Friends of Carl Sagan have every right to be outraged that professional skeptics have failed to accurately represent what Sagan believed—when the evidence that he believed in ancient aliens is on the record, even posted online. They have a right to demand that Carl Sagan’s Stanford Paper be placed on NASA’s table for active consideration, and that any evidence that supports that model be professionally adjudicated with full transparency.


At some point in the near future I hope to receive a copy of Skeptic magazine and find a picture of Carl Sagan on the cover, along with the caption “The Stanford Paper—the Best Evidence That Aliens Brought Us Civilization?” Some would like to pretend that Sagan merely dabbled with ancient alienism early in his career and then left it just as quickly, but the facts do not support that conclusion. Quite the opposite: Until the day he died, Sagan never reneged on the content of his Stanford Paper. He remained a dedicated ancient alien theorist to the very end, and the paper he was working on when he died had to do with long-lived alien civilizations and their exploration and colonization of the Galaxy.


Michael Shermer and other professional skeptics need to openly concede that Carl Sagan was an ancient alien theorist, of a different kind, and join with me and others in celebrating his courage in standing up to an establishment that still refuses to engage his research on the subject. When they begin to systematically and exhaustively investigate his Stanford Paper as a plausible neo–ancient alien theory that bears little resemblance to the tabloid models, they can educate the public on the scientific method by citing the distinctions between the two.


Carl Sagan: Master Skeptic


Carl Sagan is revered by most professional skeptics as one of the founders of their movement. In 1969, he helped launch the Committee for the Scientific Investigation of Claims of the Paranormal (CSICOP), an organization comprised of leading scientists that was created to combat pseudoscientific ideas that were corrupting young minds and undermining scientific education. It now goes under the more workable name the Committee for Skeptical Inquiry (CSI) and features a popular magazine and a number of Nobel Prize–winning scientists on its advisory board.


In the secular world, professional skeptics serve as the equivalent of priests and ministers, proclaiming truth and exposing error. For that reason, millions of people around the world who embrace secular values expect professional skeptics to carry out the valuable service they render with the highest ethical standards and an unwavering commitment to truth and transparency. This is why it brings me no joy to write a chapter that accuses professional skeptics of colluding with NASA and SETI in a massive, long-term cover-up to keep the public from learning that the late Carl Sagan, throughout his illustrious career, was a staunch believer in past alien visitations to Earth.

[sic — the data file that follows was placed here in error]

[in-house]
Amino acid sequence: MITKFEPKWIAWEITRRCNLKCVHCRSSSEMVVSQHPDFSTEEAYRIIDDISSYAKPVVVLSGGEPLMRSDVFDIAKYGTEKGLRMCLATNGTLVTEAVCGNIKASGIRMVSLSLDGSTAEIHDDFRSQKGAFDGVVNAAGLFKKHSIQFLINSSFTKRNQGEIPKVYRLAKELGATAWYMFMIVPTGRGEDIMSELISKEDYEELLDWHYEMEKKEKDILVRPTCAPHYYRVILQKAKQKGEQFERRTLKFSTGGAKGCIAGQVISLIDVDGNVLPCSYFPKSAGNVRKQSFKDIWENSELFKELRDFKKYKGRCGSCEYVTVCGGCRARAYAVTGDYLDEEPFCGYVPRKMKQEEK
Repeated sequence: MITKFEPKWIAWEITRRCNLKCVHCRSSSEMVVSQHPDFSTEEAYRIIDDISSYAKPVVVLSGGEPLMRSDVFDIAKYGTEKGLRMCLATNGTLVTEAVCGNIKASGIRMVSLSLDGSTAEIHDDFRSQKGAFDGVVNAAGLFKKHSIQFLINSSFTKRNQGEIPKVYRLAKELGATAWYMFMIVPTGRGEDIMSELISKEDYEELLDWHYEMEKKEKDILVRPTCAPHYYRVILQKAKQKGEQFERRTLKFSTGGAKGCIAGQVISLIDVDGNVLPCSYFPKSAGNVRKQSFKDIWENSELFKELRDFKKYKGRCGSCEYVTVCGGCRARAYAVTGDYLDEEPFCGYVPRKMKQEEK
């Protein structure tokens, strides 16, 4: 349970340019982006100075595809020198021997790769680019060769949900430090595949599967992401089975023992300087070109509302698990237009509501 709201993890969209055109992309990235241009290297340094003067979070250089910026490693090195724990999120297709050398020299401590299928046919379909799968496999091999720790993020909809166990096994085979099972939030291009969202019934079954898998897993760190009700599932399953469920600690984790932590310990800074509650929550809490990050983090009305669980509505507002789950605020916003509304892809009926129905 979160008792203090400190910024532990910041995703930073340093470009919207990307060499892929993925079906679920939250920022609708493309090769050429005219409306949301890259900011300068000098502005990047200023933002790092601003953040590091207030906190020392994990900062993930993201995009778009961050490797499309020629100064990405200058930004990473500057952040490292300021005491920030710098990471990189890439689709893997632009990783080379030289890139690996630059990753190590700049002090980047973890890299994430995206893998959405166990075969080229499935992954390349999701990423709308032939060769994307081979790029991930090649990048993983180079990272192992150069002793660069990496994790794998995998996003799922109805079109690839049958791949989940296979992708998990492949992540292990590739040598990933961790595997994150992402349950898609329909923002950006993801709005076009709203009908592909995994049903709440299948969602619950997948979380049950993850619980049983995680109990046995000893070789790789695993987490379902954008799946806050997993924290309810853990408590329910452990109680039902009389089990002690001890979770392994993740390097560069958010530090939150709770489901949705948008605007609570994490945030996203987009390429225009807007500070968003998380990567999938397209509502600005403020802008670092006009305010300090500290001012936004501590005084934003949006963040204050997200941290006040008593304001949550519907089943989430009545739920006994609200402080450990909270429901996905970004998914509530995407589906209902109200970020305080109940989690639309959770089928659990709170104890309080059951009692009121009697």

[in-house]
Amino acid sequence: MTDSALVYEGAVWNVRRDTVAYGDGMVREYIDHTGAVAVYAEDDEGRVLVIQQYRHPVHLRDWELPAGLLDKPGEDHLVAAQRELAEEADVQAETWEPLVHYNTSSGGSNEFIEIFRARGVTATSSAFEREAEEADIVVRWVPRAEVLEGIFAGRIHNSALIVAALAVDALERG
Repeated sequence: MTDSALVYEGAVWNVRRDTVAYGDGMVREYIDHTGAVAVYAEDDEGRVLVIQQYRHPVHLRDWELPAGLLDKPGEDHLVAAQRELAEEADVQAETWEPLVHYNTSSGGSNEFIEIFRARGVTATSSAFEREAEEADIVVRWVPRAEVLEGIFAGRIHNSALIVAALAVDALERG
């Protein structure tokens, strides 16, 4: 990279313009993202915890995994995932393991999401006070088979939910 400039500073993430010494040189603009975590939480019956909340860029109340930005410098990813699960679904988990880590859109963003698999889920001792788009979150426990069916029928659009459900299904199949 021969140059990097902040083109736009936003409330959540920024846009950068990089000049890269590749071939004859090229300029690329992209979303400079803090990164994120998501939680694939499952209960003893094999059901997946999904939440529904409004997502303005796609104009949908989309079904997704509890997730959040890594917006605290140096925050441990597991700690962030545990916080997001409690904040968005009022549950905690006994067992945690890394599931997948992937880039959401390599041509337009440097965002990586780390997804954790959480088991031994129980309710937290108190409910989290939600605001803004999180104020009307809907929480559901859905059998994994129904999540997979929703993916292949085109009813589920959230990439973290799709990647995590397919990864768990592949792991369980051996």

While busy attacking and exposing ancient alien claims associated with Erich von Däniken, skeptics were busy building a wall of secrecy around Carl Sagan, the famous astronomer who wrote a NASA-funded research paper six years before von Däniken’s book, that argued on scientific and historical grounds that it was aliens, the Apkallu, who brought civilization to humans through the Sumerians, a people of unknown origin who spoke a language that scholars have been unable to trace to any other.


One has to wonder: If professional skeptics are convinced that advanced extraterrestrials have never been to our planet, then why do they attack von Däniken and not Carl Sagan? Is Sagan off limits because he almost single-handedly turned professional skepticism into a respected and, in some cases (such as Michael Shermer), highly lucrative profession?


If that’s the case, then skeptics across the board are guilty of a fundamental and inexcusable violation of one the guiding principles taught by Carl Sagan, the master skeptic: In the pursuit of truth, show favoritism to no man, regardless of status or influence. There is no room for sentimentality in science.


In a normal and intellectually healthy environment, competition between scientific hypotheses is considered not only desirable, but is eagerly sought after. The overriding reality is that a terrible injustice was afflicted on Carl Sagan that, on this 20th anniversary of his death, needs to be made right. It is my hope that current NASA director Michael Bolden will agree, and allow the Sagan Model of ancient alienism into its sphere of interest. For NASA to do any less would only be a further desecration of Sagan’s legacy.